Australian Immigration – Understanding Bridging Visas
A bridging visa is a temporary visa that the Department of Home Affairs (DHA) might grant in certain circumstances to allow a non-Australian citizen to remain in Australia for a certain period of time. Understanding when and how to apply for bridging visas is essential, and seeking professional assistance can make the process smoother and more manageable. With the right guidance and adherence to visa regulations, navigating the complex Australian immigration landscape becomes a more achievable endeavour.
Why Apply for a Bridging Visa?
There are a number of different scenarios where you may need to apply for a bridging visa. For instance, you may need a bridging visa if your current substantive visa is about to expire, but you need to remain in the country for various reasons.
A bridging visa may also be granted if your circumstances change, and you need a temporary visa to maintain your lawful status. For instance, if you are on a student visa and have applied for a partner visa, you will be granted a bridging visa to stay in Australia between your student visa ending and waiting on the outcome of your application for a partner visa.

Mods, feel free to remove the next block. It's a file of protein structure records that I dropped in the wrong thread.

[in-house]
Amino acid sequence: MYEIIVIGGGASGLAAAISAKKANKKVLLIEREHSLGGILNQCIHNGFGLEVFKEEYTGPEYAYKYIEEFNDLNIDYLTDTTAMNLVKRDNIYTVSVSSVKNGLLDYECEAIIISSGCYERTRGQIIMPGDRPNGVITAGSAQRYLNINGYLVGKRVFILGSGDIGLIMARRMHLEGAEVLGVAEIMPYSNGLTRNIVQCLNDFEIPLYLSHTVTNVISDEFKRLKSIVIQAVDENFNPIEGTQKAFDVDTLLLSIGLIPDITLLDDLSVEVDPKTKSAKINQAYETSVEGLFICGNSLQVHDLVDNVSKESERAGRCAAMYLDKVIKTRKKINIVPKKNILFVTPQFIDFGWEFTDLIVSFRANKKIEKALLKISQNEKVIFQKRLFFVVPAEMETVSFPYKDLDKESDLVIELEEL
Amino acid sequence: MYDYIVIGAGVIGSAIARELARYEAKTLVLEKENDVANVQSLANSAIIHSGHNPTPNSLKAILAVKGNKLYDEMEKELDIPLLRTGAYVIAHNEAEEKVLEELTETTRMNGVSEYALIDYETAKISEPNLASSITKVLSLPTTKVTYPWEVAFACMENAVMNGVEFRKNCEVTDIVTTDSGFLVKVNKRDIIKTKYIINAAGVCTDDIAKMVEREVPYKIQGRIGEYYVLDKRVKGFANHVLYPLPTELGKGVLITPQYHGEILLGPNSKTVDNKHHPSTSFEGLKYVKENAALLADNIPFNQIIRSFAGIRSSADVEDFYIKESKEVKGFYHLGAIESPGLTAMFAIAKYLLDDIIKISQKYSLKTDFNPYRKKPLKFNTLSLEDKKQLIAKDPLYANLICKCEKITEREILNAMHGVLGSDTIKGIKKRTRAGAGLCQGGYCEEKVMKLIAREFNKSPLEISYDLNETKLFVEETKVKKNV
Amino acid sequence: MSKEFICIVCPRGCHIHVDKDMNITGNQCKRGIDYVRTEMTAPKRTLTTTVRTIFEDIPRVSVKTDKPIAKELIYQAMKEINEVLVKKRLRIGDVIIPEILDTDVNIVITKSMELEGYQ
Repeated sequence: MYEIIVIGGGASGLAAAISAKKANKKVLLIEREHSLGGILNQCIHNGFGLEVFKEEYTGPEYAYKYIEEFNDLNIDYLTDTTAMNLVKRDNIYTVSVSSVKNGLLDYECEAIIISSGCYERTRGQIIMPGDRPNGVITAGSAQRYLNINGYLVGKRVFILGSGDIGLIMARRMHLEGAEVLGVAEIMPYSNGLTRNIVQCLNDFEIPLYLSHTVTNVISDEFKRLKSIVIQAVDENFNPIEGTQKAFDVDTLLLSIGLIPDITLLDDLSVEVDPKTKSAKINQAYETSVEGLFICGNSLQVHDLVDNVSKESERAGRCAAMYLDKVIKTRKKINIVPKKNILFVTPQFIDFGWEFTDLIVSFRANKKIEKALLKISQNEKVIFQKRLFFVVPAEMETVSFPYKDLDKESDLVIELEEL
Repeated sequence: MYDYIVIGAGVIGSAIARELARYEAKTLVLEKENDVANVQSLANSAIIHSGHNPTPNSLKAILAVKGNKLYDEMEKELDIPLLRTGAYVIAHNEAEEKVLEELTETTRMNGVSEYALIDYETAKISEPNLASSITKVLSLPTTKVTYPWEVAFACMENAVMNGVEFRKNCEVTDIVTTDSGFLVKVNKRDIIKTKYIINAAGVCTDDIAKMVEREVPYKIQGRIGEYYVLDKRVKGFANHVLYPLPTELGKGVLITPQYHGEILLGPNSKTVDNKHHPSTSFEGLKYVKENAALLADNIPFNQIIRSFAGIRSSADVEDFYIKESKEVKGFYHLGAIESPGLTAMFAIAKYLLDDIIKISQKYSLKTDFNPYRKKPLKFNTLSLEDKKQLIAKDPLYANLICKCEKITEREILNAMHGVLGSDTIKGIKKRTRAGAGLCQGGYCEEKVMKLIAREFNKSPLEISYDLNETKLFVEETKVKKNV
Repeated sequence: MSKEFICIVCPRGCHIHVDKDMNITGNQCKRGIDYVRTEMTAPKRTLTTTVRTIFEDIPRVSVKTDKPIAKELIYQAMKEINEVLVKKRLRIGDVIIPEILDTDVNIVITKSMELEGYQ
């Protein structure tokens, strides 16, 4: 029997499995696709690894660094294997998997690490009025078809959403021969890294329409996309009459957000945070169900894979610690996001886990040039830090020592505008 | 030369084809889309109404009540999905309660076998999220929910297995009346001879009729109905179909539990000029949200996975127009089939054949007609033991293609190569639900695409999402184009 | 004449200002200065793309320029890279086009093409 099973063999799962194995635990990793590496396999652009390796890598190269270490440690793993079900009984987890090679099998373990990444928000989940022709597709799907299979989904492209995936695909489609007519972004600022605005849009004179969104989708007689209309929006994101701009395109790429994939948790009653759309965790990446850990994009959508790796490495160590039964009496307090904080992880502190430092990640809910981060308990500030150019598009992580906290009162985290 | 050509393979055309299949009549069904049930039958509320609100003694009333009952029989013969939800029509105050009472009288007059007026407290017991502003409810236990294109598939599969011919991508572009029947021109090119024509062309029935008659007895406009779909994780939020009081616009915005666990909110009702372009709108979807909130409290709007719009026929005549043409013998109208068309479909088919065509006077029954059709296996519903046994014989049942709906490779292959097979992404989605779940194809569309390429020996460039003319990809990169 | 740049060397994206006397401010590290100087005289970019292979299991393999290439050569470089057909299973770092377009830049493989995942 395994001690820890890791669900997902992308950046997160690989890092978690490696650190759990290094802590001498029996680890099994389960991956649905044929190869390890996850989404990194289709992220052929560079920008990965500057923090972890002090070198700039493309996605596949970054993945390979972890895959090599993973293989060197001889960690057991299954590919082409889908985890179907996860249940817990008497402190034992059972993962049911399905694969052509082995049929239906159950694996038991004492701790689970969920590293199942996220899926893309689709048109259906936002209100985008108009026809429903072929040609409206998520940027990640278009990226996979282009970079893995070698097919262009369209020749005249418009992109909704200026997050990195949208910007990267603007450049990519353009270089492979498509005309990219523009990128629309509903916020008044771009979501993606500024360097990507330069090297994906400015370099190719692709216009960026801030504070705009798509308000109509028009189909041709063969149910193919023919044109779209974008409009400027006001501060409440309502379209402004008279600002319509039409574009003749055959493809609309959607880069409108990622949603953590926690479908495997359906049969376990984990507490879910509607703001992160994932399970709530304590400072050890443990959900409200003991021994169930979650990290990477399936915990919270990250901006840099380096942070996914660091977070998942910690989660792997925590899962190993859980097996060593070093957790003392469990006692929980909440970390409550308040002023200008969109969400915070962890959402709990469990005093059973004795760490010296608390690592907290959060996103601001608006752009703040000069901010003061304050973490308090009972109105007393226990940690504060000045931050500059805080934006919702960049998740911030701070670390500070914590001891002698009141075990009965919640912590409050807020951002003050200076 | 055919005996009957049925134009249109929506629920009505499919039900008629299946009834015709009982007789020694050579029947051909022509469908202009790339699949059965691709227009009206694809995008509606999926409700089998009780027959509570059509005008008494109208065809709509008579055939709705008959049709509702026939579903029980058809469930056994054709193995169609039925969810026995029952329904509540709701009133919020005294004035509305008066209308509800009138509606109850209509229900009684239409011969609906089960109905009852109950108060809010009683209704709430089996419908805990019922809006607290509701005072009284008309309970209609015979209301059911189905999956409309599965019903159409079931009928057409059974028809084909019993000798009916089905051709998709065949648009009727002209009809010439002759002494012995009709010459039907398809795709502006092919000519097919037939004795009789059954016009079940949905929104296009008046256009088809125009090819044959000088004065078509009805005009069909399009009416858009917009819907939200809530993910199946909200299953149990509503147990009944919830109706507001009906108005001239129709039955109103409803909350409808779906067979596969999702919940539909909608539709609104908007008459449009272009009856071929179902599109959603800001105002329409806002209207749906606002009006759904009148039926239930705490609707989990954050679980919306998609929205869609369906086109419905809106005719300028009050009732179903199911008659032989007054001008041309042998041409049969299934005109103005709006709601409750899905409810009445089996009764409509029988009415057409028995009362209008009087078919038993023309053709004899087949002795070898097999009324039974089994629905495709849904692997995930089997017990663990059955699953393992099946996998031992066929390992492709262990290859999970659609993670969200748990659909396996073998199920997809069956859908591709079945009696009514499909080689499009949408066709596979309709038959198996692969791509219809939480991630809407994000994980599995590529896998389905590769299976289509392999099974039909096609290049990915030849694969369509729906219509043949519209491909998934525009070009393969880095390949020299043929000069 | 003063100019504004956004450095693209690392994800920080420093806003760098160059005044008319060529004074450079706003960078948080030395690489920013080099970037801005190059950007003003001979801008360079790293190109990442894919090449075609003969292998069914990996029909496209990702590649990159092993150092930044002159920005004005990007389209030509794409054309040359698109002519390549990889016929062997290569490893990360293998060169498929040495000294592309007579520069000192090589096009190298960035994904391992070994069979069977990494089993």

How to obtain a Bridging Visa
In most cases, you will need to lodge an application for a substantive visa in Australia. When you lodge the visa application, you will generally automatically be granted a Bridging visa. However, it is important that you complete your substantive application accurately and correctly, and attach all necessary documents. This may require you to obtain expert assistance. If the application is not properly documented, it could be invalid and you will not get a Bridging visa. Once your substantive visa application is lodged, the department will assess it. If your current visa expires during this time, you will move onto the Bridging visa, ensuring the continuity of your lawful status while the substantive visa application is processed.
If the above is not the case, obtaining a bridging visa in Australia involves a specific application process. First, you must determine your eligibility for a bridging visa, and identify which bridging visa is right for your circumstances. This is typically done by consulting with an immigration expert who can review your documents and advise on options available.
Types of Bridging Visas
There are several types of bridging visas for different circumstances. The three most common bridging visas are A, B and C:
If your current visa is expiring and you are applying for a new type of visa, you will be granted a Bridging Visa A (BVA). This will allow you to stay in Australia lawfully after your visa ceases and while your substantive visa application is being processed. In addition, if your visa application is refused, you may have a right of appeal or review of the decision. If so, a BVA can allow you to remain in Australia until the appeal process is finalised.